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Comparing Art Collectives

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The SaVAge K’lub, MAKING SPACE at CoCA. Installation view. 2017. Photo by Janneth Gil. Reina Sutton (The SaVAge K’lub): Black Cock Destroys White Pussy, 2013, Indian ink, card, frame, cutouts; Brazzers, 2013, Indian ink, calico, frame, cutouts; «We’re trying to find our black friend in the dark.», 2013; Indian ink, calico, frame, cutouts. FIKA Writers, MAKING SPACE at CoCA. Installation view. 2017. Photo by Janneth Gil. The Social, working studio occupied by Scrap Princess, MAKING SPACE at CoCA, 2017. Photo by Janneth Gil. Mata Aho Collective, Kaokao, 2014. Textile. Installation view at CoCA. 2017. Photo by Janneth Gil. FAFSWAG, MAKING SPACE at CoCA. Installation view. 2017. Photo by Janneth Gil. Tanu Gago, Avanza O Tama: Joel & Cody, 2012 and Avanoa O Tama: Peter & William, 2012. Matte Print. Installation view at CoCA. 2017. Photo by Janneth Gil. Manu Vaea. Goddess: Hikule’o--of the Harvest, 2017, Goddess: Hikule’o--the Firebringer, 2017, Goddess: Hikule’o--the Navigator, 2017. Ink Drawings. Installation view at CoCA, 2017. Photo by Janneth Gil.

Hitchcock has brought together six creative collectives from around Aotearoa, who, in their own local communities, have been creating spatial niches for themselves to function in, one way or another. The idea is that the cavernous interior of CoCA can provide spaces within a big space that will foster social and critical discourse, and, of course, art.



Exhibition of collectives
MAKING SPACE / Whakarite Wāhi
Curated by Khye Hitchcock


10 June -20 August 2017

MAKING SPACE/ Whakarite Wāhi is an incredibly ambitious show, curated by Khye Hitchcock at CoCA. In some ways it harkens back to the sort of challenging and confrontational exhibitions the gallery hosted in the 1970s, but it also addresses a history of patchy representation of marginalised urban communities in such spaces.

That the exhibition/intervention/installation/performance centres on collectives is particularly interesting, not only because that is traditionally where artists from marginalised communities have drawn strength and common practice for indigenous makers, but also because it’s something that the professionalisation and monetisation of art has tended to discourage in the white cubes of the “art world”. When put into that context, it can’t help but subvert it.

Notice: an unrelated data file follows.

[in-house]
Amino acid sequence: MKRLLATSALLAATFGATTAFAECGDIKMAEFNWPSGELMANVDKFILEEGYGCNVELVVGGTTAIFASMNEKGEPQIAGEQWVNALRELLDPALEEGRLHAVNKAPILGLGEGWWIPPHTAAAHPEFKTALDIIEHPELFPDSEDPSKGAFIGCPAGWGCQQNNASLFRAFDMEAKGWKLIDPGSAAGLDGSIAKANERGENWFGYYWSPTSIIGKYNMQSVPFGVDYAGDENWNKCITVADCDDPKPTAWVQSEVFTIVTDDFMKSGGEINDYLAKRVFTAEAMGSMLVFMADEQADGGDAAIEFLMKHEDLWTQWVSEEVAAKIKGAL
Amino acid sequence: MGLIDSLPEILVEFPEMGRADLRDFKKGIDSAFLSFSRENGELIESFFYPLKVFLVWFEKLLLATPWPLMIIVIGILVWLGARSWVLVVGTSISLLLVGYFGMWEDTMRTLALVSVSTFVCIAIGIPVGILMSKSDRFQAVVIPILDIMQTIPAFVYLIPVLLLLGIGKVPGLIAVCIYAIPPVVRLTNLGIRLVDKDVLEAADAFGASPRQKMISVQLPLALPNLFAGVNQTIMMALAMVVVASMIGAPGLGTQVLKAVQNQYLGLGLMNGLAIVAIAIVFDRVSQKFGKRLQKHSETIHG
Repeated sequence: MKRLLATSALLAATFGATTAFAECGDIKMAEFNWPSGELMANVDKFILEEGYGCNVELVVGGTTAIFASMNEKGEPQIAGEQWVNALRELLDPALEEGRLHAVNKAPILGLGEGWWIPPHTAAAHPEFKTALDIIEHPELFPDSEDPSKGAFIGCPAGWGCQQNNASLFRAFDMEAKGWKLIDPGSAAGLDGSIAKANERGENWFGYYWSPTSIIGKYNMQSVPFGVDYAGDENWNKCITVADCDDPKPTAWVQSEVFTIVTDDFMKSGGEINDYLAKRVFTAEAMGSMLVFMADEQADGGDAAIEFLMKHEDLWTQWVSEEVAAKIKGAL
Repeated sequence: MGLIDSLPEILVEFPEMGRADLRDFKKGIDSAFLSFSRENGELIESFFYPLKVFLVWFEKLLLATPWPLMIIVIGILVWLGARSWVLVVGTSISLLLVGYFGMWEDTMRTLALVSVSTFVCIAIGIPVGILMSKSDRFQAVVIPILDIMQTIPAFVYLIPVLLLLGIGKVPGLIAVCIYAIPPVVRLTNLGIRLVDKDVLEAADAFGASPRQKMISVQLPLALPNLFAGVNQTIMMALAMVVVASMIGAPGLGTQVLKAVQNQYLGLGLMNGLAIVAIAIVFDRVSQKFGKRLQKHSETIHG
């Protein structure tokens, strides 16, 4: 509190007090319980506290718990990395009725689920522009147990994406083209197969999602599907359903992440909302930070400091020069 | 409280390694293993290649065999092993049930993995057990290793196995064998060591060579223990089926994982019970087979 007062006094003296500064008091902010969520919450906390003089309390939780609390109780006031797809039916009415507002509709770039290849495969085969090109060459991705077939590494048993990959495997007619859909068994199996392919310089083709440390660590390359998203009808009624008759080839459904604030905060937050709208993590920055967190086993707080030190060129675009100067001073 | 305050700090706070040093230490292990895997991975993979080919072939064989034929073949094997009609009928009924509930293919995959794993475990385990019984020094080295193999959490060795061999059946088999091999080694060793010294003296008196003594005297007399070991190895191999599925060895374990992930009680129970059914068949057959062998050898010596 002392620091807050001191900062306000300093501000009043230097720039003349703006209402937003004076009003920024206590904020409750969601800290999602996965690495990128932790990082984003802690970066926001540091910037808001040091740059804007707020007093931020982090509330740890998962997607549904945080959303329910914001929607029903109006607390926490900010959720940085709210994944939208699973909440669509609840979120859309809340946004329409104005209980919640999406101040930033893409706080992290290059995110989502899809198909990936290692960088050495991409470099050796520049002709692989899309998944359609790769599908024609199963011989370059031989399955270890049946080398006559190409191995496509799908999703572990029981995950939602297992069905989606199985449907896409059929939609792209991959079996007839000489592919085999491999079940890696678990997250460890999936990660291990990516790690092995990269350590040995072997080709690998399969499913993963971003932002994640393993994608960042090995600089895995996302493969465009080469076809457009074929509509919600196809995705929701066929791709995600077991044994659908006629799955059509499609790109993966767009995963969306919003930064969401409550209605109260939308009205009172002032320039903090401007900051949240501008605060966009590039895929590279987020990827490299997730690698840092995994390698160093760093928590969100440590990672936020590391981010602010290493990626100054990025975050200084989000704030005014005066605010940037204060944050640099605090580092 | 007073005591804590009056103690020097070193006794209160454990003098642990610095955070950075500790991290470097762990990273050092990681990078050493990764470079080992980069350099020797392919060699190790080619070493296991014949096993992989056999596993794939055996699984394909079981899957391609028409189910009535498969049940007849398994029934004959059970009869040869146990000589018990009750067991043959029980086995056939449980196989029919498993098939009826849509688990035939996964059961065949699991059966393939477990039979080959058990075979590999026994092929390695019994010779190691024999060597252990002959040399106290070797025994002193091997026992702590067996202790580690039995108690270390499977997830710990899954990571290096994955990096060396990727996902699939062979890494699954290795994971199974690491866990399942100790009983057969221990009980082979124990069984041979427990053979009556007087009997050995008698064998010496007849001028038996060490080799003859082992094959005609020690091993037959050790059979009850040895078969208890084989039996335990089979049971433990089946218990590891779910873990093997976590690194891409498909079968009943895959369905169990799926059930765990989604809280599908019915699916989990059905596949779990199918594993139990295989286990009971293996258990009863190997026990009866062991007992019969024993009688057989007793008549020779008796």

There is so much going on, it’s impossible to analyse each part in any great detail (nor necessarily desirable as there are cultural safety elements to be respected as well). MAKING SPACE‘s premise is that humans, being social primates, gravitate together to create a space for ourselves. That can be physical, social, conceptual, cultural or many other forms. In Ōtautahi Christchurch, during the glacially slow regeneration (thanks neoliberalism!), space is hard to come by for artists.

Hitchcock has brought together six creative collectives from around Aotearoa, who, in their own local communities, have been creating spatial niches for themselves to function in, one way or another. The idea is that the cavernous interior of CoCA can provide spaces within a big space that will foster social and critical discourse, and, of course, art.

I have no idea how that’s going to work out, because collectives tend to be their own delicately balanced closed ecologies to begin with, so bringing them together in close proximity can be unpredictable - which is partly the point. There will be cooperation and there will be disagreement, but that’s part of the organic whole of the project, and throughout the duration things will evolve and change with components moving around, being added or removed, activated with performances, and hopefully fruitful collaborations and understandings. By its nature it’s precarious; dependent on negotiated space, wary of turning into some kind of aquarium Reality TV panopticon, skirting the ever-present risk for such attempts to showcase these practices to default to an anthropological gaze.

The huge Mair Gallery has informed the overall structure of layout. The space is primarily defined by two enormous fabric-based works by Mata Aho Collective and a fully functional working studio space where The Social have set up.

Mata Aho Collective is a collaboration of four wahine who met at university: Erena Baker (Te Atiawa ki Whakarongotai, Ngāti Toa Rangatira), Sarah Hudson (Ngāti Awa, Ngāi Tūhoe), Bridget Reweti (Ngāti Ranginui, Ngāi Te Rangi), and Terri Te Tau (Rangitāne ki Wairarapa). They work with fibre to make art that comments on contemporary mātauranga Māori and that exceeds in scale their abilities to create as individuals, and are currently participants in documenta 14. Their MAKING SPACE contributions, Te Whare Pora (2012), alluding to traditional space (and state of mind) where weaving was taught and practiced, and Kaokao (2014), a particular tukutuku pattern woven when children of rank were born and also the mountainside, create a powerful binary of light and dark, and take full advantage of the volume of the space. Te Whare Pora represents a symbolic entrance to a Māori conceptual and experiential frame of reference inaccessible to Pākehā. The pattern Kaokao refers to the warrior’s stance and the birthing stance, and echoes the chevrons on the sleeves of soldiers. The work was inspired by the centennial of the First World War and the representation of women in Māori and Pākehā war histories.